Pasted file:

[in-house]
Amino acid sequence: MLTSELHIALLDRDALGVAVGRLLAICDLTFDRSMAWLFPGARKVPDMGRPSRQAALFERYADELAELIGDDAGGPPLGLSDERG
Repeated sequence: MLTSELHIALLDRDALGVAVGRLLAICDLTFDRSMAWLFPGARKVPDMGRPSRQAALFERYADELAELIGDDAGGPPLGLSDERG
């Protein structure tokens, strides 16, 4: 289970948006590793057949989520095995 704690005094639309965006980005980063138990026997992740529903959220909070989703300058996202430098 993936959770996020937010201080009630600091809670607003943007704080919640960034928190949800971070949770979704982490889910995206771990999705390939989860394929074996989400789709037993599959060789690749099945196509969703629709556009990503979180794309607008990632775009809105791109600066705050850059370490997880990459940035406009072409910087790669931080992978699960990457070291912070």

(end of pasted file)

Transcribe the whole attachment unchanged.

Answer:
[in-house]
Amino acid sequence: MLTSELHIALLDRDALGVAVGRLLAICDLTFDRSMAWLFPGARKVPDMGRPSRQAALFERYADELAELIGDDAGGPPLGLSDERG
Repeated sequence: MLTSELHIALLDRDALGVAVGRLLAICDLTFDRSMAWLFPGARKVPDMGRPSRQAALFERYADELAELIGDDAGGPPLGLSDERG
């Protein structure tokens, strides 16, 4: 289970948006590793057949989520095995 704690005094639309965006980005980063138990026997992740529903959220909070989703300058996202430098 993936959770996020937010201080009630600091809670607003943007704080919640960034928190949800971070949770979704982490889910995206771990999705390939989860394929074996989400789709037993599959060789690749099945196509969703629709556009990503979180794309607008990632775009809105791109600066705050850059370490997880990459940035406009072409910087790669931080992978699960990457070291912070």